Traditionally, tech companies have raised capital from venture capital firms located in Silicon Valley and New York. This leads to a lack of diversity in viewpoints and ideas when it comes to how to grow the business. It has the potential to be detrimental to users because only a very small, elite group of investors stands to benefit from the company’s growth, and the interests of this group may not be aligned with the interests of the users.
By allowing our customers to be our first investors, we solve that alignment challenge while also allowing them to be the first to benefit from our growth.
As you think about the business 5-10 years down the road, what do you see exit opportunities looking like? have you set any future goals for the company?
I’ve spoken to analysts at several bulge bracket investment banks who have taken a personal interest in our company.
There are very few markets that are as big as the search market, growing as fast organically, that is dominated by a single company. As a result, I can see multiple exit opportunities in front of us, including acquisition by a strategic acquirer that is interested in entering the search market or an IPO.
The search market today is like the telecom market in 1984, before the Department of Justice broke up AT&T. I sometimes wonder if we would still be using rotary telephones if the breakup had not happened. Would AT&T have partnered with Apple to introduce the iPhone if it didn’t have to worry about competitors launching it first? Without a competitive telecom market, would Apple be the $2.4 trillion company it is today?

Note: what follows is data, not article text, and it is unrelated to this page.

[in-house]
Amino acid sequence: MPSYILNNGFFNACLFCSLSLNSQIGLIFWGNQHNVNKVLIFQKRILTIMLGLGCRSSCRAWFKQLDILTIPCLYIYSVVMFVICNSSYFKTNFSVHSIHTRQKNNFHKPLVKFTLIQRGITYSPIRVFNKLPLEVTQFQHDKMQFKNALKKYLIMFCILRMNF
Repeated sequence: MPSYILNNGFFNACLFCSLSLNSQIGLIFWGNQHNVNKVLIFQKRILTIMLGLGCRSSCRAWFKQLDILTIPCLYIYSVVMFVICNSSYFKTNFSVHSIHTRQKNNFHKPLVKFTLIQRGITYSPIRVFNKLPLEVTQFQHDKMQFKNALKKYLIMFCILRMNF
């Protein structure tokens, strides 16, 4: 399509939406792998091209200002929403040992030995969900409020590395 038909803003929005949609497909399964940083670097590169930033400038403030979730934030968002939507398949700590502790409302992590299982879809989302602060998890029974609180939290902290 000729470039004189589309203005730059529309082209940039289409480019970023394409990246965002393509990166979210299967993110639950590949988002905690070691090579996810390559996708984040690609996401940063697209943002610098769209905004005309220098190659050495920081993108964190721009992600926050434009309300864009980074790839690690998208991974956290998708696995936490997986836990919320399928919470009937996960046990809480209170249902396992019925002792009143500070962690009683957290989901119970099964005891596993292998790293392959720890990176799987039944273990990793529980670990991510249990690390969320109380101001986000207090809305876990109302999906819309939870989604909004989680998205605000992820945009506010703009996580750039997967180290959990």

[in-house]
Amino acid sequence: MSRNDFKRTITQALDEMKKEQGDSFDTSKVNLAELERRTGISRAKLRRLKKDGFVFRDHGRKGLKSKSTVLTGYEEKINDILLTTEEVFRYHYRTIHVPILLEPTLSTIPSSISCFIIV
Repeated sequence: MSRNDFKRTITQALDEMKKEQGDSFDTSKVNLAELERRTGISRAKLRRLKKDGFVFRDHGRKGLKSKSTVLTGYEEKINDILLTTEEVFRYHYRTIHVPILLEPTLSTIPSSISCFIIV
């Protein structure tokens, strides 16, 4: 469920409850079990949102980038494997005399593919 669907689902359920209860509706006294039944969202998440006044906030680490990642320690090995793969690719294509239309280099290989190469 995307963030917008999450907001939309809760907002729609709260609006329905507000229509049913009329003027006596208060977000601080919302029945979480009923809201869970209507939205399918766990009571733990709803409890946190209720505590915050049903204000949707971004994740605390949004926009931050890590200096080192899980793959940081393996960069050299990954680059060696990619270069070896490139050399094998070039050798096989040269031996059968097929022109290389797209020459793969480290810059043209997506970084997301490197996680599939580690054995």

Google today is worth $1.9 trillion. I believe restoring competition in the search market will unlock tremendous amounts of shareholder value in the next five to 10 years and, as history shows, not only benefit Google but also competitors like PrivacyWall.
As a minority and underrepresented founder, what difficulties have you encountered working on your company? what advice would you give to other minority founders?
I believe success is 1% inspiration and 99% perspiration. Minority founders simply have to work harder, but that also means we have to work smarter and help one another succeed because oftentimes we don’t have the networks or connections that have been passed down from generation to generation.
That extends to the business itself. By default, the business needs to be profitable because fundraising is simply more difficult. That means running a tighter ship, keeping an eye on operating costs, scaling opportunities when we find them, and being innovative. That also means being more focused and disciplined in our product roadmap and building what our customers need.
When I started out as a venture capitalist, I couldn’t have counted on more than one hand the number of minority or women partners at the most prestigious venture capital firms on Sand Hill Road. Today, things have started to change, however imperfectly, and I want to be part of leading that change.
My advice is to be open to connecting, to lift as you rise, and to be present in the community and help in any way you can. Through our civic action initiatives, we are empowering low-income and underserved communities to enter the digital age through the Federal Lifetime Internet program. As a platform, we have the power to steer traffic, and we have referred more than 50,000 families to the Federal Lifetime Internet Program offering free or discounted high speed internet access, so anyone can learn and work at home.
It’s up to all of us to bend the arc of history towards a more inclusive future.
We look forward to seeing where Jonathan and his team take the company. PrivacyWall is currently raising on Wefunder.